If you are like most people, work is a necessary evil. You need to work in order to live. You probably hoped you would find a job you could enjoy with good people to work with. It may have started out that way, but then things changed, and not for the better.
Someone you work with, a coworker, supervisor or manager began exhibited behaviors toward you that you believe to be discriminatory. You may have taken your concerns to someone within the company as indicated in your employee handbook, but nothing was done. Now, you feel as though you need to look outside the company for help.
A quick overview of anti-discrimination laws
You have the right to fight back against discrimination, and at least one of the following anti-discrimination laws may apply to your situation:
- The Title VII of the Civil Rights Act of 1964 prohibits discrimination based on race, religion, color, national origin or some other protected class.
- You may fall under the Age Discrimination in Employment Act of 1967, which prohibits workplace discrimination against you if you are age 40 or older.
- If you are pregnant, you fall under an amendment to Title VII called the Pregnancy Discrimination Act.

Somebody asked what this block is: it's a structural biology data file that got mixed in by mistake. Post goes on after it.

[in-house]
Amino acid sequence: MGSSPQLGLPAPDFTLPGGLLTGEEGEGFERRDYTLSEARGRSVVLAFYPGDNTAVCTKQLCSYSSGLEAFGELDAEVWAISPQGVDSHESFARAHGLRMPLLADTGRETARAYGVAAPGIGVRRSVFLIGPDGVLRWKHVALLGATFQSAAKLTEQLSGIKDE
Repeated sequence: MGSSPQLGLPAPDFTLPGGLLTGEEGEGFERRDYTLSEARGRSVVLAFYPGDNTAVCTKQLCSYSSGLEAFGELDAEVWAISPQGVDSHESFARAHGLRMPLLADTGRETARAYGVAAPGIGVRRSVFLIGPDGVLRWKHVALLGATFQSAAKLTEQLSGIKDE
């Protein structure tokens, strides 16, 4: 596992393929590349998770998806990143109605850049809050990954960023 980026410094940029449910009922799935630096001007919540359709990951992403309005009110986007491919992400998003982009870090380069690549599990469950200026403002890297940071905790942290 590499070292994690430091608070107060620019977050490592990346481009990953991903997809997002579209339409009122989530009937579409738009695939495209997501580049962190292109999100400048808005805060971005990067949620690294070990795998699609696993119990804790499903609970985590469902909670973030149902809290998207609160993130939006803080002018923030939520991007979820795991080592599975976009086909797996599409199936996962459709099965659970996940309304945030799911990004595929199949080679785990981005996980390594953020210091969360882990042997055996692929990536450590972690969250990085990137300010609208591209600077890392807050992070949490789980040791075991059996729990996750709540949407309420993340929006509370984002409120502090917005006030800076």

- The Equal Pay Act of 1963 requires employers to pay men and women equally for the same work.
- Sections 501 and 505 of the Rehabilitation Act of 1973 prohibit the federal government from discriminating against you if you have a disability and work for the federal government.
- Title I of the Americans with Disabilities Act of 1990 protects you from discrimination due to a disability if you work for a private company with at least 15 workers, the State of California or a local government.
- Under Title II of The Genetic Information Nondiscrimination Act of 2008, your employer cannot discriminate against you because you or your family carry certain genetic traits.
Even if you only fall under one of the above anti-discrimination laws, you may still have the opportunity to move forward with a discrimination claim. However, even when federal laws, and perhaps state laws, are on your side, it does not guarantee you the outcome you expect.
These claims can be complex, and you would probably benefit from sitting down with an employment law attorney to gain an understanding of your rights under the law and an explanation of your legal options so that you can make an informed decision about your next move.